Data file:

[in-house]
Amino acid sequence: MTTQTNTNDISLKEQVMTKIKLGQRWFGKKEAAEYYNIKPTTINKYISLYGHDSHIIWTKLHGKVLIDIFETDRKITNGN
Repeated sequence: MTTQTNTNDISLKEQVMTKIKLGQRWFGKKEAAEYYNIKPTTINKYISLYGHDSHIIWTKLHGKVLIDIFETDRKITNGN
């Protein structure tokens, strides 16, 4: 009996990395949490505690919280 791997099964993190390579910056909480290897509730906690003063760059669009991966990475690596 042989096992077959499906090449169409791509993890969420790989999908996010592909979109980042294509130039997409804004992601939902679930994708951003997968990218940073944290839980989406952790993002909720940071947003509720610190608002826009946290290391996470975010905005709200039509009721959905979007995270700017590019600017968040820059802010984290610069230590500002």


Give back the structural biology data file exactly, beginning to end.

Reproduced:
[in-house]
Amino acid sequence: MTTQTNTNDISLKEQVMTKIKLGQRWFGKKEAAEYYNIKPTTINKYISLYGHDSHIIWTKLHGKVLIDIFETDRKITNGN
Repeated sequence: MTTQTNTNDISLKEQVMTKIKLGQRWFGKKEAAEYYNIKPTTINKYISLYGHDSHIIWTKLHGKVLIDIFETDRKITNGN
């Protein structure tokens, strides 16, 4: 009996990395949490505690919280 791997099964993190390579910056909480290897509730906690003063760059669009991966990475690596 042989096992077959499906090449169409791509993890969420790989999908996010592909979109980042294509130039997409804004992601939902679930994708951003997968990218940073944290839980989406952790993002909720940071947003509720610190608002826009946290290391996470975010905005709200039509009721959905979007995270700017590019600017968040820059802010984290610069230590500002």